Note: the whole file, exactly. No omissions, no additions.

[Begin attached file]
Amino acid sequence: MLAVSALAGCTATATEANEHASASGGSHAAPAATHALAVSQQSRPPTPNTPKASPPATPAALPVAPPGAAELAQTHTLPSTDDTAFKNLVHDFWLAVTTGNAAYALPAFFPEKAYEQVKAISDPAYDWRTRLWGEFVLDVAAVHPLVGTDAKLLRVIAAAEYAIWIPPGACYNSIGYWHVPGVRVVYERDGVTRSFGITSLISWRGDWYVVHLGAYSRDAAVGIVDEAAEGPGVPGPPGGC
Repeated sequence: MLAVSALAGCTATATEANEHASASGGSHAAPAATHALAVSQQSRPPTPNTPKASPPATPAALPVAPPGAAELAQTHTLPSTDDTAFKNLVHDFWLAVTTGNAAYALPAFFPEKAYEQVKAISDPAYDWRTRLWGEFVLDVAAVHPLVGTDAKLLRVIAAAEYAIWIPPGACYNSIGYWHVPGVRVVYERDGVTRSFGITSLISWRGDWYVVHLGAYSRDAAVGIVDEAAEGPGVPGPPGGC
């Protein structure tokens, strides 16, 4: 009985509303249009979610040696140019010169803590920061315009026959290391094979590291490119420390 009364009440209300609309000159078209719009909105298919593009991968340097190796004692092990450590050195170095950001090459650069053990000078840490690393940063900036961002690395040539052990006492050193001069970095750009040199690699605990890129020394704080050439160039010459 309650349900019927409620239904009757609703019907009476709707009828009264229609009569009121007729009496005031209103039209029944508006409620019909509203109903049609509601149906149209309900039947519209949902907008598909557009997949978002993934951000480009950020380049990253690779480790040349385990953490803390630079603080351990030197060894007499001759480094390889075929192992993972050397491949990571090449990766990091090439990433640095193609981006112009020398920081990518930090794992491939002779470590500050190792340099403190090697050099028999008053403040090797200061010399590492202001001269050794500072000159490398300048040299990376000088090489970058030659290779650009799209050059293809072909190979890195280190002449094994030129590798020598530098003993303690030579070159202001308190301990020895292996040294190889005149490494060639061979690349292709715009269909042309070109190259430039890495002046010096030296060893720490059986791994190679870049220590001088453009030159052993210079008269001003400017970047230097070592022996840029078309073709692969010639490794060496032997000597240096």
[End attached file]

Amino acid sequence: MLAVSALAGCTATATEANEHASASGGSHAAPAATHALAVSQQSRPPTPNTPKASPPATPAALPVAPPGAAELAQTHTLPSTDDTAFKNLVHDFWLAVTTGNAAYALPAFFPEKAYEQVKAISDPAYDWRTRLWGEFVLDVAAVHPLVGTDAKLLRVIAAAEYAIWIPPGACYNSIGYWHVPGVRVVYERDGVTRSFGITSLISWRGDWYVVHLGAYSRDAAVGIVDEAAEGPGVPGPPGGC
Repeated sequence: MLAVSALAGCTATATEANEHASASGGSHAAPAATHALAVSQQSRPPTPNTPKASPPATPAALPVAPPGAAELAQTHTLPSTDDTAFKNLVHDFWLAVTTGNAAYALPAFFPEKAYEQVKAISDPAYDWRTRLWGEFVLDVAAVHPLVGTDAKLLRVIAAAEYAIWIPPGACYNSIGYWHVPGVRVVYERDGVTRSFGITSLISWRGDWYVVHLGAYSRDAAVGIVDEAAEGPGVPGPPGGC
């Protein structure tokens, strides 16, 4: 009985509303249009979610040696140019010169803590920061315009026959290391094979590291490119420390 009364009440209300609309000159078209719009909105298919593009991968340097190796004692092990450590050195170095950001090459650069053990000078840490690393940063900036961002690395040539052990006492050193001069970095750009040199690699605990890129020394704080050439160039010459 309650349900019927409620239904009757609703019907009476709707009828009264229609009569009121007729009496005031209103039209029944508006409620019909509203109903049609509601149906149209309900039947519209949902907008598909557009997949978002993934951000480009950020380049990253690779480790040349385990953490803390630079603080351990030197060894007499001759480094390889075929192992993972050397491949990571090449990766990091090439990433640095193609981006112009020398920081990518930090794992491939002779470590500050190792340099403190090697050099028999008053403040090797200061010399590492202001001269050794500072000159490398300048040299990376000088090489970058030659290779650009799209050059293809072909190979890195280190002449094994030129590798020598530098003993303690030579070159202001308190301990020895292996040294190889005149490494060639061979690349292709715009269909042309070109190259430039890495002046010096030296060893720490059986791994190679870049220590001088453009030159052993210079008269001003400017970047230097070592022996840029078309073709692969010639490794060496032997000597240096």